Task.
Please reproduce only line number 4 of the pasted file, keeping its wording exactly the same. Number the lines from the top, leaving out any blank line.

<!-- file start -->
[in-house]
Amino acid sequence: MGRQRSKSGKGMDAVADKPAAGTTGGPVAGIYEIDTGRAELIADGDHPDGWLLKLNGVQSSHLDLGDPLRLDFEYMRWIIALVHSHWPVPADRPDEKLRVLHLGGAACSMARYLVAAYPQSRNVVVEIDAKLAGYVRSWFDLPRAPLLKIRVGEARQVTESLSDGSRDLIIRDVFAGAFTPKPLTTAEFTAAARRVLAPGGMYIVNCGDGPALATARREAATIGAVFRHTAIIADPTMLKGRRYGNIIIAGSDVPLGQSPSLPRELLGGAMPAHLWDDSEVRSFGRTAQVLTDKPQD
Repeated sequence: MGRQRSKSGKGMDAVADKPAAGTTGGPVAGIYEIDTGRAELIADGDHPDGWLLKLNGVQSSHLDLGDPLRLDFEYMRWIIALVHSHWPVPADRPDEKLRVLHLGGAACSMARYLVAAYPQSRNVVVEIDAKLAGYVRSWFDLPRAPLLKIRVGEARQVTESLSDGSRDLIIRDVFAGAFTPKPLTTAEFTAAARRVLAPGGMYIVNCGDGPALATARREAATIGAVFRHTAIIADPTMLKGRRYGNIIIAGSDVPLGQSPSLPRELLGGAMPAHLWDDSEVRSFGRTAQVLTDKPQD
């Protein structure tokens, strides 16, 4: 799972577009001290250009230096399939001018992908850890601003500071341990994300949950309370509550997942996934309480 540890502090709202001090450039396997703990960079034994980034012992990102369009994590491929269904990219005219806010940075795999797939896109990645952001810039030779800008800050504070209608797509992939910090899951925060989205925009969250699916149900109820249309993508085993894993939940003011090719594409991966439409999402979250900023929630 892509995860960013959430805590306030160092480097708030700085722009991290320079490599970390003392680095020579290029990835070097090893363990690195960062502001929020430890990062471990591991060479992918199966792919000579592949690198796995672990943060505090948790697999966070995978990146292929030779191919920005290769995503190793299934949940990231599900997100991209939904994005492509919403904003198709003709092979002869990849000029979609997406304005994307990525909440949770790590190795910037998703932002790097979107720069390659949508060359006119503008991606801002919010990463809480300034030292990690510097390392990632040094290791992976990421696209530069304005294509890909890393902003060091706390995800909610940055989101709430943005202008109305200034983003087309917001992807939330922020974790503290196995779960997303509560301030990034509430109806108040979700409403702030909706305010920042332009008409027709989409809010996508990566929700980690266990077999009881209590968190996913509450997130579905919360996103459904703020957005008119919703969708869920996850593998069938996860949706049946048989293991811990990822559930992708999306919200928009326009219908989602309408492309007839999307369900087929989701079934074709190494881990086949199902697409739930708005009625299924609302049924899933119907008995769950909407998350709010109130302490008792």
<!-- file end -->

């Protein structure tokens, strides 16, 4: 799972577009001290250009230096399939001018992908850890601003500071341990994300949950309370509550997942996934309480 540890502090709202001090450039396997703990960079034994980034012992990102369009994590491929269904990219005219806010940075795999797939896109990645952001810039030779800008800050504070209608797509992939910090899951925060989205925009969250699916149900109820249309993508085993894993939940003011090719594409991966439409999402979250900023929630 892509995860960013959430805590306030160092480097708030700085722009991290320079490599970390003392680095020579290029990835070097090893363990690195960062502001929020430890990062471990591991060479992918199966792919000579592949690198796995672990943060505090948790697999966070995978990146292929030779191919920005290769995503190793299934949940990231599900997100991209939904994005492509919403904003198709003709092979002869990849000029979609997406304005994307990525909440949770790590190795910037998703932002790097979107720069390659949508060359006119503008991606801002919010990463809480300034030292990690510097390392990632040094290791992976990421696209530069304005294509890909890393902003060091706390995800909610940055989101709430943005202008109305200034983003087309917001992807939330922020974790503290196995779960997303509560301030990034509430109806108040979700409403702030909706305010920042332009008409027709989409809010996508990566929700980690266990077999009881209590968190996913509450997130579905919360996103459904703020957005008119919703969708869920996850593998069938996860949706049946048989293991811990990822559930992708999306919200928009326009219908989602309408492309007839999307369900087929989701079934074709190494881990086949199902697409739930708005009625299924609302049924899933119907008995769950909407998350709010109130302490008792």